My Vermont Table: Recipes for All (Six) Seasons
“Accompanied by color photos, many of her recipes are simple to make, elegant to look at, and flavorful.”
Gesine Bullock-Prado, host of Food Network’s Baked in Vermont, is a pastry chef and cookbook author who moved from Hollywood to White River Junction, Vermont, where she lives with her family in what was a tavern built in 1793. Back then, the owners Freegrace and Jerusha Leavitt fed and housed travelers who journeyed between Boston and Montreal, and when the War of 1812 stopped imports from England, Freegrace made money by distilling potato whiskey using the tubers grown out back.
“On Sundays, the male parishioners from the church across the lane would warm themselves in the middle of an all-day sermon in front of the fires and, no doubt, an adult beverage. One of the most common beverages was known as a flip, a combination of dark beer, rum, and molasses,” she writes in her introduction to one of her Historic Vermont Recipes, this one for the above-mentioned flip. “Sometimes an egg was added for a creaminess. Instead of a cocktail shaker the barkeeper would stir the concoction with a flaming hot poker, giving the beverage a bitter caramel backbone. Alas, I'm not brave enough to brandish a hot poker at cocktail hour when our friends have returned from leaf peeping so a cocktail shaker will have to do.”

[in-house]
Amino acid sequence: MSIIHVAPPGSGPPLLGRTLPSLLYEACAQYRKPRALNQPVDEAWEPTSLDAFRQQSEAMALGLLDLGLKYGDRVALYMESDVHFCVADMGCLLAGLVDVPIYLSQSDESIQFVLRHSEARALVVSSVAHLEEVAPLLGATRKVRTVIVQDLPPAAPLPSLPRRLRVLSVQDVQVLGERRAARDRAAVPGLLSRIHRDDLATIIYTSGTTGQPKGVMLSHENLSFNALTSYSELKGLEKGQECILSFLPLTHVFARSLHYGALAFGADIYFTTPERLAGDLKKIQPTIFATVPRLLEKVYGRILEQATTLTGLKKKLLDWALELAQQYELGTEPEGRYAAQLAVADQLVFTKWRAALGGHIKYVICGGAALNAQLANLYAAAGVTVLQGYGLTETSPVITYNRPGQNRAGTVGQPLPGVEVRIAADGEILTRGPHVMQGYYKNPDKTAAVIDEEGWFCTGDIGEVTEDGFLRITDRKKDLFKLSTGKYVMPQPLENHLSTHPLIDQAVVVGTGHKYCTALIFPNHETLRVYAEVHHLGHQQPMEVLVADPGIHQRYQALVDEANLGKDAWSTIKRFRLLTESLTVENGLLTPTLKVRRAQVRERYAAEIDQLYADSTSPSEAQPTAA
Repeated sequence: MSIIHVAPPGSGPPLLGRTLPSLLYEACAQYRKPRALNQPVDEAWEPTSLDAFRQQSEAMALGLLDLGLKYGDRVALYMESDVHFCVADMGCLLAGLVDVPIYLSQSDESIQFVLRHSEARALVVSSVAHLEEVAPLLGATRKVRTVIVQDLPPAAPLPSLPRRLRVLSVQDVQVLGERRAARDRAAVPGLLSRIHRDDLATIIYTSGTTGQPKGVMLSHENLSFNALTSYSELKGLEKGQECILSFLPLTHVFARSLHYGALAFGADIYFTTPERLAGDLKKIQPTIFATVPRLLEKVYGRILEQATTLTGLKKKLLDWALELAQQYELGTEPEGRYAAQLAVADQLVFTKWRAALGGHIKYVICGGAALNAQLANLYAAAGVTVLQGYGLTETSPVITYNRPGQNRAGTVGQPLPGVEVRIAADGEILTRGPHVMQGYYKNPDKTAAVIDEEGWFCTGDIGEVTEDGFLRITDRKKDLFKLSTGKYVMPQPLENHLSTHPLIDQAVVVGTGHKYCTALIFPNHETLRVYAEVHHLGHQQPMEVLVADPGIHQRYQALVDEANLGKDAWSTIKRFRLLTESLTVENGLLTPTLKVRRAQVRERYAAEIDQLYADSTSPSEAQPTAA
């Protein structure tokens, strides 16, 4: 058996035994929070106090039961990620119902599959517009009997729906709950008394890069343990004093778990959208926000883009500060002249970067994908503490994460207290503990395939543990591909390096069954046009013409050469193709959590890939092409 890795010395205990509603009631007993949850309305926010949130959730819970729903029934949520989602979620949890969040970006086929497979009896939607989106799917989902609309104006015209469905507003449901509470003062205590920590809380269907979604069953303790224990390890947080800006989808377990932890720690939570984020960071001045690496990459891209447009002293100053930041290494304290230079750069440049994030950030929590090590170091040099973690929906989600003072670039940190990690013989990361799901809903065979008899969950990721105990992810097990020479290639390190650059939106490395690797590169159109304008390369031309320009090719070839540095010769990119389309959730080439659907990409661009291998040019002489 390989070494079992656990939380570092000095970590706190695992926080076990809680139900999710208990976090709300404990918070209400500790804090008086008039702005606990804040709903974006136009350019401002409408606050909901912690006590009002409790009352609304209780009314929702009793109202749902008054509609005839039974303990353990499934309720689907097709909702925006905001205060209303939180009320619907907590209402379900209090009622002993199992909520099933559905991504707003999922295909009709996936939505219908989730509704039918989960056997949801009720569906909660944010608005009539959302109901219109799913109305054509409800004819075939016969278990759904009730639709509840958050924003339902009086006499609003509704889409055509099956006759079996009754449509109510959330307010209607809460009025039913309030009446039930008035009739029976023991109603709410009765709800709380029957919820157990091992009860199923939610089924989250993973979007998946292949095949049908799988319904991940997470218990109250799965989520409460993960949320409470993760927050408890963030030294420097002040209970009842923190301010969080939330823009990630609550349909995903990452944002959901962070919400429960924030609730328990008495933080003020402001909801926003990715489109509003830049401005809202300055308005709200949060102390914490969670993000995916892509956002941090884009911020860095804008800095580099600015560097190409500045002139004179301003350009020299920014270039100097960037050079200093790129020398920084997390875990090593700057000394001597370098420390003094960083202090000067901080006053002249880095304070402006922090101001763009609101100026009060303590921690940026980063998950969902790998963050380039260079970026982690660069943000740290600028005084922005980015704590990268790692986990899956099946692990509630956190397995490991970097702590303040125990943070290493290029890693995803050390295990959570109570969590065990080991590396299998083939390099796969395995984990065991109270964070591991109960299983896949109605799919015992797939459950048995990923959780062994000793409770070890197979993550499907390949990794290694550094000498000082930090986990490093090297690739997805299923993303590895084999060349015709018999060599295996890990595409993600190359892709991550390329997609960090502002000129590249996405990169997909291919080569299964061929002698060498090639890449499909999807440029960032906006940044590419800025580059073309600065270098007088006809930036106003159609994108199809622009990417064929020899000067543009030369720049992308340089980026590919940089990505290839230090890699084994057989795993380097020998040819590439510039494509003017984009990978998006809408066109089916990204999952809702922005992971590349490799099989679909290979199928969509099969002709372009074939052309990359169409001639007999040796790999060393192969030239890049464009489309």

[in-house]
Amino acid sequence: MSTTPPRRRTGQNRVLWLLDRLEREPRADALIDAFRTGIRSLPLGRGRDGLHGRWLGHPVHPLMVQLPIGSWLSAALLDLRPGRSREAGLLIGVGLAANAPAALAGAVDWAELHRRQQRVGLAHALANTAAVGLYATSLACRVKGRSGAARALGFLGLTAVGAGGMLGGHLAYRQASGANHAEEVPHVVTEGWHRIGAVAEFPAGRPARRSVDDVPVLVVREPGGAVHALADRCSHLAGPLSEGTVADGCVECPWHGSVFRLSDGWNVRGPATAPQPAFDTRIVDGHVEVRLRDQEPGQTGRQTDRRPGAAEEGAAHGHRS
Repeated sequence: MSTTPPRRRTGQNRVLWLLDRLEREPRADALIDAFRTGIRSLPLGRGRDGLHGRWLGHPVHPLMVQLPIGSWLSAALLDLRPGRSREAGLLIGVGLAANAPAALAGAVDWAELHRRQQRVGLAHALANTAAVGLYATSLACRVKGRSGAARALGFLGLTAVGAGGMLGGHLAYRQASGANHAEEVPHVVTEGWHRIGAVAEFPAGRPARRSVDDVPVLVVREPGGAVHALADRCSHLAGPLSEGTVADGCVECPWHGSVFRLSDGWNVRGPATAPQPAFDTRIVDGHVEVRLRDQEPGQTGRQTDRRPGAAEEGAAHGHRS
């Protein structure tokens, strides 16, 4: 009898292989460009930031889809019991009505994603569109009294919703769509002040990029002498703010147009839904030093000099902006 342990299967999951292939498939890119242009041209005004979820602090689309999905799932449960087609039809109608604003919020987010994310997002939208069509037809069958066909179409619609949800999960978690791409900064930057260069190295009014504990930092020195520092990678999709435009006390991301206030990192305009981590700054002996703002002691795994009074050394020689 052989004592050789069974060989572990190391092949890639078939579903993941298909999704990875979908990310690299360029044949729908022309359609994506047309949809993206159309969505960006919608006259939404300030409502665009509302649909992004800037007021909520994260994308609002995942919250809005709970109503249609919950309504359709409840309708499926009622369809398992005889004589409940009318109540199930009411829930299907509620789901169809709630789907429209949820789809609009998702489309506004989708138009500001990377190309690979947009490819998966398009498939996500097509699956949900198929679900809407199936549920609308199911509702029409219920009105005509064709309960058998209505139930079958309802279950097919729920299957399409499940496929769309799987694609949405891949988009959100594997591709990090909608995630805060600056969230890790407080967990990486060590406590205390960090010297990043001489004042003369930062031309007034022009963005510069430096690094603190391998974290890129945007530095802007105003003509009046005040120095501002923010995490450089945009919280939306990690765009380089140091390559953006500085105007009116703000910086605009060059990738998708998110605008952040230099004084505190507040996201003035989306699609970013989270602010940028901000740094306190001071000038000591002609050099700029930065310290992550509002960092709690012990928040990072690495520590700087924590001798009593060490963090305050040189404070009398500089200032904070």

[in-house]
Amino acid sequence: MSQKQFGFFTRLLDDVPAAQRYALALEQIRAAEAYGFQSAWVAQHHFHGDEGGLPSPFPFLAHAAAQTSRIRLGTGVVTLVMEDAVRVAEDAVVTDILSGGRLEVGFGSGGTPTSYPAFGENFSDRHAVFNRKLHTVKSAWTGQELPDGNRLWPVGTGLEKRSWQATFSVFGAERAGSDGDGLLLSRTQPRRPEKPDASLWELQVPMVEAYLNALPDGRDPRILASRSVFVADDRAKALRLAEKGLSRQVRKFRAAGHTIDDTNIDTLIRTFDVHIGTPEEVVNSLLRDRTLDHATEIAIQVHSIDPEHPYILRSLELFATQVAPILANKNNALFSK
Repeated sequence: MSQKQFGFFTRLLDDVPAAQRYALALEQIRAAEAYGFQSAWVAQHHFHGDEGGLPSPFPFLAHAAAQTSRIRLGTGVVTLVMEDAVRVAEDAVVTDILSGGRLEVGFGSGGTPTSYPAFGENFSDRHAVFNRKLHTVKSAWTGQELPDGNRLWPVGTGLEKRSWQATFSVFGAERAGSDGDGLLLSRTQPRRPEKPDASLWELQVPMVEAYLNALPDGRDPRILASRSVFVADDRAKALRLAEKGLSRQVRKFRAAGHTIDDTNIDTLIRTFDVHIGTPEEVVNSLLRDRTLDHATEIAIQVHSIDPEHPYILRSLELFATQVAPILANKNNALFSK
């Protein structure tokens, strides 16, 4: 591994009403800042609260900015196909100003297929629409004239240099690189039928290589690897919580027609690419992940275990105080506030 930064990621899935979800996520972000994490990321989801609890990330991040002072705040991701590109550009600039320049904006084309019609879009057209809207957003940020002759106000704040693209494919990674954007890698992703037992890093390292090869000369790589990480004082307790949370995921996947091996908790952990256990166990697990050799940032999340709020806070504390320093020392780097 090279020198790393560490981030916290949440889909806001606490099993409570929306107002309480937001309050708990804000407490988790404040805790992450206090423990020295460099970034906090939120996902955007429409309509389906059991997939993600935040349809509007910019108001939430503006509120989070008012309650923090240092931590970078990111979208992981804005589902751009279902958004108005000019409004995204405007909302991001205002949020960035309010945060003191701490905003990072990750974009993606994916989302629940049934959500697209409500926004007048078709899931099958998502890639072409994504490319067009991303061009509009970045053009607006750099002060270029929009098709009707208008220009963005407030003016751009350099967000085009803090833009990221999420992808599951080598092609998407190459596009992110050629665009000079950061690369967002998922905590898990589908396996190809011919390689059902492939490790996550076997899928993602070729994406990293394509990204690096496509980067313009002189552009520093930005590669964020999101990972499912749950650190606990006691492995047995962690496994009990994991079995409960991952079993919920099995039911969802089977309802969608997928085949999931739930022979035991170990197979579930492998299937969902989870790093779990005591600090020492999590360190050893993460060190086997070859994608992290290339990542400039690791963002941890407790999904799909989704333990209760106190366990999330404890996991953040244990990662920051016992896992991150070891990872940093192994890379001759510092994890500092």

With this simple summation, Bullock-Prado shows both her delight with her adopted state as well as her commitment to its culinary traditions that she is seeking to preserve through her cookbooks, her cooking classes, and in the foods she serves family and friends.
She views Vermont as having six unique seasons that include not only the ones we all know but also the maple-forward mud season when it’s time to harvest the sap from maple trees for making such dishes as Maple Pulled Pork Sliders with Soft Buns and stick season. The latter is when the trees are bare and gourds grow in abundance. That's the time for such dishes as Spiced Pumpkin Cake, Cranberry Shrub Sauce, and Marlborough Pie, one of her Historic Vermont Recipes. Using these distinctive harvests, Bullock-Prado (if the name sounds familiar you probably known of her sister, actress Sandra Bullock), shares more than 100 recipes each with its own special story in her latest cookbook, My Vermont Table.
Accompanied by color photos, many of her recipes are simple to make, elegant to look at, and flavorful. There are family recipes including Roast Turkey ala Helga and Helga’s Potato Salad, both of which are her mother’s; her nephew Louis’s Bullock Brown Butter Banana Bread; and each year she uses her mother’s cast-iron lamb cake mold, for a rich and decadent Cardamon-Almond Cake. She helps readers eschew chemicals by supplying a recipe for corned beef that originated from the Top of the Notch Tea Room and Gift Shop in Plymouth that was opened between 1924 to 1942 and frequented by President Calvin when he was home in Vermont.
“One of the great charms of old-school Vermont recipes is that they are bracingly spare,” she writes noting how the corned beef from Top of the Notch compares with what we buy in the grocery store.
The president, she notes, wanted the tearoom owner to raise her prices to reflect the quality of her food but she never did.
And thus we again learn so much about this rural area of Vermont, which to Bullock-Prado is so very special.